• PF for seniors, eh!? Damn. I think it’s important to consider what you’ll do with your finances at that age, of course… but kids need to be taught first, don’t you think? That’s a little backwards! Crazy stuff. Thanks for sharing.

  • Totally! And I’m sure high school students wouldn’t be able to grasp every concept, because some of them (like mortgages) they won’t face for years and years… but it should still be talked about.

  • While I do agree that it would be nice to have in school I first believe that more and more parents need to pick up that responsibility at home. Kids learn from what they see and if mom and dad are horrible with money kids tend to pick up those bad habits. I didn’t know anything about credit cards because my parent didn’t teach me. You know your parents and teachers, and community teach you about right and wrong. But one course is not going to change personal finance. I would say it should be added in sections with math. So they can get a little bit every year. I took Spanish for two semester passed with a B and learned nothing. We need a continuing effort to help kids learn about credit, savings, retirement, etc.

  • In Alberta we have to take a course called Calm – Career and Life management. You need this course to graduate. It’s a 3 credit course. You generally do this course in grade 11.
    It’s been this way for just over 20 years.

    I found the course description: http://education.alberta.ca/media/313385/calm.pdf

    My son also just took the course in 2012. – He had to play role of being a janitor and was poor. He had to budget, look in newspapers for rent, had to make decisions of what what was needs or wants.

    They wrote resumes, did job interviews, and other stuff, but I do know budgeting was there both 20 years ago and now. How much sinks in ? I don’t know – Your talking teenagers!

  • I’d go a step further. I’d advocate that PF be a mandatory class. Just because a kid can solve a quadratic equation doesn’t mean he will realize that a company offering a $10,000 line of credit at 23% with a $100 annual fee is a bad thing (yes, that’s a personal example).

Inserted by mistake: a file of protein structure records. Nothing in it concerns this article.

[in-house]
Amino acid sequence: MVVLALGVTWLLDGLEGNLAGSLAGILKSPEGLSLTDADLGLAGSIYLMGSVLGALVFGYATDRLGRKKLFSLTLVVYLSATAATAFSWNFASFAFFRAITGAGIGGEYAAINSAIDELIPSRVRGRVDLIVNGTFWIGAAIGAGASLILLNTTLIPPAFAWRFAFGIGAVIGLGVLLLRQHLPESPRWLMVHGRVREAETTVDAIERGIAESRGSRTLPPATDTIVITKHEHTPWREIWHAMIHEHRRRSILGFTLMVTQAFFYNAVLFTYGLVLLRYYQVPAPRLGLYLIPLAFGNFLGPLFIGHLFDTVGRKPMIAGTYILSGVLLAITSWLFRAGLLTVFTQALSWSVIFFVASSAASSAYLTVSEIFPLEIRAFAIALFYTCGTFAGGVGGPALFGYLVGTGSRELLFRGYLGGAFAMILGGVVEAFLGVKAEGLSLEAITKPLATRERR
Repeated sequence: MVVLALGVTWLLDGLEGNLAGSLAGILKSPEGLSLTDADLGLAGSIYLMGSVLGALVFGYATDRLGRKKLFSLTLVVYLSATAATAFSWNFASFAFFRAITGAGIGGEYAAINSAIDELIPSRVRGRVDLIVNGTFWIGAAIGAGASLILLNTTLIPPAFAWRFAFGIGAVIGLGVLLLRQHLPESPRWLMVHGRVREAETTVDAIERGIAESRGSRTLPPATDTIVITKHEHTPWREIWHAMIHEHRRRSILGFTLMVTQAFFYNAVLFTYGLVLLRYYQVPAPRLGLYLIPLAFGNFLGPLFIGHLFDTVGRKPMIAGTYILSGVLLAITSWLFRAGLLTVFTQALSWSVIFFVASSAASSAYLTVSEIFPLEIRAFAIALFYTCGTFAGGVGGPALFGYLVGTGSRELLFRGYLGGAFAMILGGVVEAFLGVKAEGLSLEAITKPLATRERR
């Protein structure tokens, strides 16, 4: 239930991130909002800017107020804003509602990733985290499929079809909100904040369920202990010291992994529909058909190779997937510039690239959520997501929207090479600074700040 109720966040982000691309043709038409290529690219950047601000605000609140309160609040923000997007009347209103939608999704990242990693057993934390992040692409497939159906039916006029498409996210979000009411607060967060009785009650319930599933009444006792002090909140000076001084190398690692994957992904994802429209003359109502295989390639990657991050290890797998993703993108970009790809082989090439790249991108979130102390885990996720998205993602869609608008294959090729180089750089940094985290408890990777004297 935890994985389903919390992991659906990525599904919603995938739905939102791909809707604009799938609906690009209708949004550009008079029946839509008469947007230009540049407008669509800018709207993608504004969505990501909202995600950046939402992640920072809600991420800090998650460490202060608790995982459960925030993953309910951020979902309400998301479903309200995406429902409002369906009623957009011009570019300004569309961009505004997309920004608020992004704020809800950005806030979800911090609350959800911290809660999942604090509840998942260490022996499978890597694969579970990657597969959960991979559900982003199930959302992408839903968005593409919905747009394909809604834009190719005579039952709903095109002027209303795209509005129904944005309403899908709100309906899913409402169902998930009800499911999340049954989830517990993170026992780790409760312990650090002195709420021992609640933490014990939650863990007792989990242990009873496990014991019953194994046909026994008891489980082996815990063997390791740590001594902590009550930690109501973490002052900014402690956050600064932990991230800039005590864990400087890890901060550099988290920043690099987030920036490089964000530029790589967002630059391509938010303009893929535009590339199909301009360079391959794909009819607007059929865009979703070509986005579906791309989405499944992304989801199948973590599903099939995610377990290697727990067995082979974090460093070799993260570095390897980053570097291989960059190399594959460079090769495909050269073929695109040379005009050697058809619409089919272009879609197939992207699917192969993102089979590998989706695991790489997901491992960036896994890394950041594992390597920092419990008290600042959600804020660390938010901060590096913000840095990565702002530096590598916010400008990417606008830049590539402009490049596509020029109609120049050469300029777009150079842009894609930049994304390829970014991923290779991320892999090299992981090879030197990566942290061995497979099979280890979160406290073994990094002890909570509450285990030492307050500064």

• I might disagree about the #1 spot (with math, physics, accounting/business, and critical thinking, personal finance is easy to pick up in personal reading after graduation), but it’s definitely important and under-taught today.

    A practical concern: it’s not right for a course.

    Ideally, PF should be taught as late as possible in the curriculum (grade 9 students barely have a concept of money, and will forget long before they have to file their first tax return or think about budgeting for university). However, there’s no room in the grade 12 curriculum.

    Even if there is room for another course at that stage (likely an elective, as the only mandatory grade 12 course in Ontario is, bizarrely, English), I can’t imagine that there are ~120 hours of material just in personal finance, at least for the essential skills that everyone should be walking out of high school with. A few classes on taxes, a few on loans and credit cards, then budgeting, saving, investing, and retirement. The leaves are barely off the trees and you’re either out of material or starting to get really in-depth and technical. So if it can’t be a stand-alone course, where to put it? The curricula for the math courses are jammed already; business fits but few students take it past grade 10. So… English?

    I don’t think it’s hard to convince people that PF should be part of the curriculum. It should be in there. The challenge is making the decision-makers see how it fits into their education model (or creatively breaking the model to make it fit).

  • I actually took a PF class as part of my curriculum in high school. It was only for the first quarter and available to 11th-12th graders only and was just awful. The teacher sounded like Ben Stein the entire time and just droned on and on while marking stuff on a projector.

    Had that class or even the teacher had any enthusiasm about being there I’m sure I could have learned something but I found it exceptionally hard to do so. Now that I’ve been out of school for several years I’ve found ways to better handle my finances and get the most out of my money.

    I think those types of classes should be started as early as 9th grade and continue all the way till graduation. From basics to hardcore budgeting that way when real financial life smacks you in the face you can come at it armed with a baseball bat.

  • I have so much to say on this topic (as a teacher and a PF geek) that I don’t think I can fit it all into a comment! Instead I believe I’ll write a full response on my blog. I’ve written similar sentiments several times, so this time I believe I’ll detail why it will likely never happen! Drop by and check it out next Monday?

    Congrats on making Carrick’s morning Facebook shout out.

  • I have been reading your blog for awhile now. This post really caught my interest. I am a 24 years old student. I have been blessed to be able to live at home rent free while attending university. Now that I am almost done my degree I am starting to feel overwhelmed. I have decided to start living on a budget now so that when I move out (hopefully in a year) I will be use to the concept.